Diller Scofidio + Renfro reimagined the “Brutalist Donut,” the Hirshhorn Museum building, recognizable for its circular, hollowed form. The firm’s proposal ideated an inflatable object that crowns the building. The “Bubble” adds 11,000 square feet of event space for the museum. The project was proposed for fruition, but canceled in 2013 due to cost concerns. Last year the museum and the Smithsonian Institution announced it would work with SOM and Selldorf Architects on a rehab of the historic structure.

Hirshhorn Museum today (Ty Cole)
Hirshhorn Museum and Sculpture Garden: Seasonal Inflatable Bubble, 2009. Unbuilt project. Project contributors include Elizabeth Diller, David Allin, Dustin Tobias, William Arbizu, James Brucz, Michael Etzel, Felipe Ferrer, Matthew Ostrow, and Haruka Saito (Courtesy of Diller Scofidio + Renfro)

The Washington D.C.–based firm BLD.US, led by Andrew Linn and Jack Becker, reimagined Breuer’s Humphrey Building. BLD.US’s proposition reskins the building with a new curtain wall, rendering the rectangular volume as a pyramidal shape. BLD.US imagines the Humphrey Building as a “Temple of Play” that would serve as a newly proposed “Department of Play,” a speculative state agency proposed by the architects whose mission is “fundamentally reorienting the perspectives of Americans toward play and happiness.” The BLD.US reimagination inserts slides, climbing facilities, affordable dining, and other amenities into the Humphrey Building to help with mental health services.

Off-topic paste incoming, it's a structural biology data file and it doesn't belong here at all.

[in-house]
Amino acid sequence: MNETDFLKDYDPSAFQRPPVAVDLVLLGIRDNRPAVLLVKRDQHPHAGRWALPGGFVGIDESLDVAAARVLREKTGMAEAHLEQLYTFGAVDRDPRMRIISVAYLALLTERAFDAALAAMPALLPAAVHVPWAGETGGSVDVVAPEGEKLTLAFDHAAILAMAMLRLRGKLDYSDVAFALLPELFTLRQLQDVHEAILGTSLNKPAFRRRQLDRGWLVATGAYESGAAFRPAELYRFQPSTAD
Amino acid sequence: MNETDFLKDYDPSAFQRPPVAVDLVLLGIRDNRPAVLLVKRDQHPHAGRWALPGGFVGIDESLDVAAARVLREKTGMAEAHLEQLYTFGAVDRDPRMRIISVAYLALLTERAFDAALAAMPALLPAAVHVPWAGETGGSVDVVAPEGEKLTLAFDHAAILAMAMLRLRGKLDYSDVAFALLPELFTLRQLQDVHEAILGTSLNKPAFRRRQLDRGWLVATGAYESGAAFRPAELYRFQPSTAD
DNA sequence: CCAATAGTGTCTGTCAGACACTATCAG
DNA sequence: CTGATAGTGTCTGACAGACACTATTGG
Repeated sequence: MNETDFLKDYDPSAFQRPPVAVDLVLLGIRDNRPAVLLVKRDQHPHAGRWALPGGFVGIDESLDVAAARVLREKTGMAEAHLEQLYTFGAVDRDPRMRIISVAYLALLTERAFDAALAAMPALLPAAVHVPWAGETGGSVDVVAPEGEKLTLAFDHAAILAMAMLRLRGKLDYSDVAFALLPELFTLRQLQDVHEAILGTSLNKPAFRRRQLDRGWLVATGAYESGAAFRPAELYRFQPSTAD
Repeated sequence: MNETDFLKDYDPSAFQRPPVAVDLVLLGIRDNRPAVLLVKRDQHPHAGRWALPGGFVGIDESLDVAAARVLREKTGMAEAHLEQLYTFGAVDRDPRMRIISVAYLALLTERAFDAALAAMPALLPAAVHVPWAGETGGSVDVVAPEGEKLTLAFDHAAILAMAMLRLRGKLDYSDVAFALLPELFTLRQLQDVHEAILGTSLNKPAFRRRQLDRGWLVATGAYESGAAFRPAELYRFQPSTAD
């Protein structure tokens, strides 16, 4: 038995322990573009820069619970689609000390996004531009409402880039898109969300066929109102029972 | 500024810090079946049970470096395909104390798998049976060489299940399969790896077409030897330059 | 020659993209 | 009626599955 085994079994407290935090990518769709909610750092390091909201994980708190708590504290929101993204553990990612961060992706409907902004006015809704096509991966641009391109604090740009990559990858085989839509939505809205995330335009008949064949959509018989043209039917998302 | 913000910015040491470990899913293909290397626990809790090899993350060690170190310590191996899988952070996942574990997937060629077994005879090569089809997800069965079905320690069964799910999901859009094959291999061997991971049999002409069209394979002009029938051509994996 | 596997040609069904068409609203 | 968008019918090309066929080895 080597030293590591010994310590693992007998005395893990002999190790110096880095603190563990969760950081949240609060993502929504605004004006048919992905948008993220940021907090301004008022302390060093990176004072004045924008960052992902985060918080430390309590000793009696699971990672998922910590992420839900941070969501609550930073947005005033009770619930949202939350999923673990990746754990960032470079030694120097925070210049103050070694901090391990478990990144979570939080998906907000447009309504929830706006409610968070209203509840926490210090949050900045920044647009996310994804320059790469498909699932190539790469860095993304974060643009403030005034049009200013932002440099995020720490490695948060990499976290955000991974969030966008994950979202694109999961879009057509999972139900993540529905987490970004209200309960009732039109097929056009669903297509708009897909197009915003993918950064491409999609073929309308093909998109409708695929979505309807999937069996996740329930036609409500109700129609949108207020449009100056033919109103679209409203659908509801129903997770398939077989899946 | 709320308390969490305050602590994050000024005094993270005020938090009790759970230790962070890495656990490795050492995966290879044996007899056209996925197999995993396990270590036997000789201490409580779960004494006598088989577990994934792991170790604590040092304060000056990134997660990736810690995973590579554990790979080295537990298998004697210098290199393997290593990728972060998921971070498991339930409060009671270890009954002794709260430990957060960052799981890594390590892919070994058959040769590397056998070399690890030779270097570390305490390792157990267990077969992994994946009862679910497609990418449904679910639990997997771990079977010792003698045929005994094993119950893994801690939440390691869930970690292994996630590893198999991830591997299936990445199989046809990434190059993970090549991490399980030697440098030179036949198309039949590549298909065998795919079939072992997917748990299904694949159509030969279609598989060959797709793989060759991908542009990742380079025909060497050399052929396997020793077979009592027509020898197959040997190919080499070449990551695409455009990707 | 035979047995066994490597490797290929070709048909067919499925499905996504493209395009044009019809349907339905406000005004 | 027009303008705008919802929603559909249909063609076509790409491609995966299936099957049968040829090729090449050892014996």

Humphrey Building today (Ty Cole)
Reimagining the Humphrey Building: The Temple of Play. Unbuilt project. (Courtesy of BLD.US)

Thirty-three students at UNLV reimagined the Brutalist Lauinger Library on Georgetown University’s historic campus. Designed by John Carl Warnecke, a personal friend of the Kennedy family, the UNLV students reframed the edifice as the Ignation Library, a new space built on Jesuit values, including social justice, simple living, spirituality, and community.

Lauinger Library today (Ty Cole)
Dane Cobb, Cameron Reese, and Devan Rendon Reimagining Lauinger Library, 2023 Instructed by Professors Josh Vermillion and Eric Strain, University of Nevada, Las Vegas

The team at Gensler took on Charles F. Murphy & Associates’ Hoover Building, a somewhat notorious building in D.C. for its looming, opaque stature. Gensler applied their “hackable building” philosophy. Gensler’s hack posited a rooftop soccer field and garden, big-box retail, hotel rooms, outdoor areas, and additional vertical building access.

Hoover Building under construction in 1975 (Federal Bureau of Investigation)
Reimagining the Hoover Building: Office Building of the Future – Hackable Buildings, 2012, Unbuilt project. Project contributors include John Adams, Jeff Barber, Shawn Gehle, Rob Jernigan, Li Wen, Christine Barber, Jessica Griese, Heidi Konieczka, Duncan Lyons, Carrie Morrison, Chris Rhoads, Raffael Scasserra, James Schrader, Colette Smith, Ruben Smudde, Darcey Thomson, Tam Tran (Courtesy Gensler)

The exhibition is curated by professional photographer Ty Cole and the award-winning scholar Dr. Angela Person, associate professor of architecture at the University of Oklahoma. Cole photographed each of the buildings and installed prints at the Southern Utah Museum of Art. Washington D.C.–based architectural writer Deane Madsen, UNLV professors Josh Vermillion and Eric Strain, and the University of Arizona’s Eric Weber provided content support.

Brutal D.C. is open through March 2, 2024.